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By James Edwards

Who’s Using ARIA?

By James Edwards

A square peg in a round hole

And I don’t mean developers, I mean real people — actual users, who are browsing the Web with assistive devices and making use of ARIA enabled applications?

See, when I first researched the question of accessible Ajax for The JavaScript Anthology, back in 2006, there was no such thing as ARIA; there was only the early draft ideas that would eventually become it, based largely on work done at IBM.

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And I was unimpressed. Not because of any specific details, but over the entire concept behind it — the idea that all RIAs needed to make them usable for screenreaders is more information seemed naïve.

And now that we have a formal specification, with browsers and screenreaders that have working implementations, I ask the same question — are RIAs really appropriate to assistive devices if only they had that role and state information, or are we trying to force a square peg into a round hole? Are we just adding layers of information on top of a paradigm that is fundamentally incompatible with the target devices?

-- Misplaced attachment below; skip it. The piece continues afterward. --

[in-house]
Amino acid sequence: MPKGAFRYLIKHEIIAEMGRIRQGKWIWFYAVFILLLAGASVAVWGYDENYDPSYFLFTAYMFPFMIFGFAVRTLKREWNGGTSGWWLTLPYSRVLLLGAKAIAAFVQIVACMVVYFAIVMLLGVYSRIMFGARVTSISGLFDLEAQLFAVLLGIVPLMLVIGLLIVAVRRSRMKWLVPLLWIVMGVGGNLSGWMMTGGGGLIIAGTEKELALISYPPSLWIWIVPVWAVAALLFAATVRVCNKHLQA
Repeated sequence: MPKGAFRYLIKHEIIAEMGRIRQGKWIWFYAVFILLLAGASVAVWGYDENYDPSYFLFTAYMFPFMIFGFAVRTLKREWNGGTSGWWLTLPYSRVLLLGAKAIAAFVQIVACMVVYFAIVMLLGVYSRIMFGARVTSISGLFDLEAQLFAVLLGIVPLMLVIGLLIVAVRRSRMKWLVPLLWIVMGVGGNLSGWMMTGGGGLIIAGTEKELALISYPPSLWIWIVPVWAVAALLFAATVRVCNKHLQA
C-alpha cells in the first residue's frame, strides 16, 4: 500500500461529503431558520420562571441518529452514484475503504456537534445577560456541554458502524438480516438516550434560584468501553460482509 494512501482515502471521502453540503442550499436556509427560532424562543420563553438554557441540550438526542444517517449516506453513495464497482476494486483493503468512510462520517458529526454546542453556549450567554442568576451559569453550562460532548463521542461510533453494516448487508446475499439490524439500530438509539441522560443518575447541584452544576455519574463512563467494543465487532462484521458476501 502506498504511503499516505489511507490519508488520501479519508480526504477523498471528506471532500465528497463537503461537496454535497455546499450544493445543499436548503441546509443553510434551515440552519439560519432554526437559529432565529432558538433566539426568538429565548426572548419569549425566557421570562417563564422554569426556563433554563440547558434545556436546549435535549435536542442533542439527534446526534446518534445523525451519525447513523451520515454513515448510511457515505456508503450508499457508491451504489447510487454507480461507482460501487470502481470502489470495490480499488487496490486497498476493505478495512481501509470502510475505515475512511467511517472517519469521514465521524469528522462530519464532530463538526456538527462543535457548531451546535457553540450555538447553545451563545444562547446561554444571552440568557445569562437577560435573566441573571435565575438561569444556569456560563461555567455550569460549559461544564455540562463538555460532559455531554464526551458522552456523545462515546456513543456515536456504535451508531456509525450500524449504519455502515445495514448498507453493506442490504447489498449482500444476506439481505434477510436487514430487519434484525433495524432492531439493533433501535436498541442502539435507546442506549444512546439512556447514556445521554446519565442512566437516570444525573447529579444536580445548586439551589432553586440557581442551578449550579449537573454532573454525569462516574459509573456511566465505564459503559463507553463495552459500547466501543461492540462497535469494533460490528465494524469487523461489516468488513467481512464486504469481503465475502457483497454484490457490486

What my question really comes down to is, can any Ajax-based application which requires an API to give the consuming device enough information to make sense of it, possibly be better than what we had before — where you submit a form and you get a new page in response — something that generations of devices were well able to comprehend.

I’m not trying to dredge up my stop using Ajax argument again — not at all, I accept that Ajax is here to stay, and welcome it as a valuable addition to the programmer’s toolkit. But the hype has yet to calm down, and Ajax is still over-used. The question of to what extent Ajax applications are expected to progressively enhance from static applications is still very much an issue, as the bulk of the comments in one of Craig’s recent posts highlighted all too sharply.

So where are the ARIA users? And what do they think?

It’s an honest question, because I really don’t know. Is there any information? Have any studies been carried out, that convincingly answer the question of whether ARIA enabled applications are a better user experience for people using assistive technologies, compared with conventional post-and-response style applications, that RIAs should otherwise be expected to degrade to?

Is ARIA really the way forward, or is it just a solution looking for a problem?

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